The hidden dangers of keeping old makeup
Lisa Balick and KOIN 6 News Staff – PORTLAND, Ore. (KOIN) — A study of 4,000 women found the average number of makeup items they have at one time is 40.
When they move on to a different color or brand, they don't throw away the old one. Some people buy it and hoard it, some are afraid to toss it in case they need it someday, or feel guilty about the cost of it.
What many makeup users might not know is what can happen if those products linger too long.
It's not just the makeup, but what you use to apply it that are germ breeding grounds. Brushes and sponges should be washed at least every couple weeks to help avoid acne and infections.
Mascara is called one of the most dangerous makeup products when it comes to germs. Bacteria can multiply inside the tube and hurt your eyes.
Lovely Laban, a nurse practitioner with a Masters in nursing, told KOIN 6 News what can happen if you keep mascara too long. "Pink eye from E.Coli into the eye, stye formation. If you don't throw mascara away every 3 months," she said.
Water-based products tend to have more germs in less time — but powdered items can also have problems.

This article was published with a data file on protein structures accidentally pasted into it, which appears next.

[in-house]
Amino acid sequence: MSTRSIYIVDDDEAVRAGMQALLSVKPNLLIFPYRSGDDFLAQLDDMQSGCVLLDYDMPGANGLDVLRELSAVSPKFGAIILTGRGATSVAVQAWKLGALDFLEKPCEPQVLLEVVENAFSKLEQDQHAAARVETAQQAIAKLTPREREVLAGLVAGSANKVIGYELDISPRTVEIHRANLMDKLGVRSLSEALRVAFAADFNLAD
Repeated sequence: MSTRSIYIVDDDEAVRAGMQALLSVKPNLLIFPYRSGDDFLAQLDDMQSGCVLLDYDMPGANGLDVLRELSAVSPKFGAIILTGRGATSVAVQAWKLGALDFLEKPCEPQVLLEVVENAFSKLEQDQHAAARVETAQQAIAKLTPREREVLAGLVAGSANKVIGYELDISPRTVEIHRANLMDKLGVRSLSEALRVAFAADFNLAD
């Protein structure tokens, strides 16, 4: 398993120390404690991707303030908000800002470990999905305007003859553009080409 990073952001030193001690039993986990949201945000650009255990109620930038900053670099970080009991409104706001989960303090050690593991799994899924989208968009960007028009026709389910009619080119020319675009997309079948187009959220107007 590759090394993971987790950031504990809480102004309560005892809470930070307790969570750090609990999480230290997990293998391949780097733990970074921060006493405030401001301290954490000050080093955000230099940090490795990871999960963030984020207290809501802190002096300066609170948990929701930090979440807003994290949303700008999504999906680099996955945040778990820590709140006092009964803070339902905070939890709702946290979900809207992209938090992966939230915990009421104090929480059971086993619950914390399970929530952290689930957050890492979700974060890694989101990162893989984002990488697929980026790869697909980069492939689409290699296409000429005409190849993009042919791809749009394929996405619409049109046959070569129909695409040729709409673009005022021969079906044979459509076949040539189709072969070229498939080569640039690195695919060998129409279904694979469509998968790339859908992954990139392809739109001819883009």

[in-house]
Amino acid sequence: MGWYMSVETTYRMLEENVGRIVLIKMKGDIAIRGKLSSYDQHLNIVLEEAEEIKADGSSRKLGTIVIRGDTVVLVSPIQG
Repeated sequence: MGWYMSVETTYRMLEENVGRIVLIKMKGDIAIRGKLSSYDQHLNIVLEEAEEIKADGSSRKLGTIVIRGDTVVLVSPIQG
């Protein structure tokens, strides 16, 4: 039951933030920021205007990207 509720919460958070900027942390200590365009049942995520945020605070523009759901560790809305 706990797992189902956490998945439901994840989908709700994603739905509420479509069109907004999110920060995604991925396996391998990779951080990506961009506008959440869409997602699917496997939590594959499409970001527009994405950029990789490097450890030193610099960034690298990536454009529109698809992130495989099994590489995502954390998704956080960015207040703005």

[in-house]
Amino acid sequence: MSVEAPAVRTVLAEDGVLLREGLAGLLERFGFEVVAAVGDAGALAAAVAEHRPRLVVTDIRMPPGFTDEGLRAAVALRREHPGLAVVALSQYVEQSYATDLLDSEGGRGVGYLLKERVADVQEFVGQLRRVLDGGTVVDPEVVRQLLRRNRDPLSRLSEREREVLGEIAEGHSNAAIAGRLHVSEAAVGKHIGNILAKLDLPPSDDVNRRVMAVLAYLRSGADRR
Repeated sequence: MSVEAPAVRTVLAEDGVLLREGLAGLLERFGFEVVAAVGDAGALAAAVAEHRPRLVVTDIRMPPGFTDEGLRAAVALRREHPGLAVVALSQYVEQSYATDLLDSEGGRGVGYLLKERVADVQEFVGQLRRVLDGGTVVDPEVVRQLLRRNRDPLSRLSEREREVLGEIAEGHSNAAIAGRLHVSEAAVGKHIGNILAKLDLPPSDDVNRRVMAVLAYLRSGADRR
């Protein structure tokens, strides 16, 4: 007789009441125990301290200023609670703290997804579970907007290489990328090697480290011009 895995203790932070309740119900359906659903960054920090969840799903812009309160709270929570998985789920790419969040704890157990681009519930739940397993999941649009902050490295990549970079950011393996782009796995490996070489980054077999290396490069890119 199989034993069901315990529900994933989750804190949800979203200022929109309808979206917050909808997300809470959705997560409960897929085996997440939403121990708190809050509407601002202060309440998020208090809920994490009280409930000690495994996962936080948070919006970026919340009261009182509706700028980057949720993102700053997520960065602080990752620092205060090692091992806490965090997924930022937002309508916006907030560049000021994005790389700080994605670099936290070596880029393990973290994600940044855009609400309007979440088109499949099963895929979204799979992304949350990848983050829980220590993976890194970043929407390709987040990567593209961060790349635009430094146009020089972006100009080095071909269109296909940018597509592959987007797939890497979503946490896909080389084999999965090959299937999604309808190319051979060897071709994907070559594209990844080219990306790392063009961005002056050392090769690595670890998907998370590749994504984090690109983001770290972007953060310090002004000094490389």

General makeup expiration
-Mascara/Eyliner: 3-6 months
-Cream/Liquid foundations and concealers: 6-12 months
-Powder products: 2 years
-Lipstick/gloss: 1 year
"Once again, it's moisture," Laban said. "The product separates, you introduce bacteria into it from brushes if they're not clean."
There is no law that requires expiration dates on makeup, and you have to look close to find dates on containers that do have them. You might even need a magnifying glass to read it.
Some items will have a small jar symbol with a number in it, indicating how many months the product is good for. But not all items have that.
There is also a general rule for when to get rid of products.
Store makeup in a closet or out of the bathroom to keep moisture out, and make a note of the expiration dates.
"If you talk to them about staph infections and how severe it can cause scarring it usually scares people enough," Laban said.
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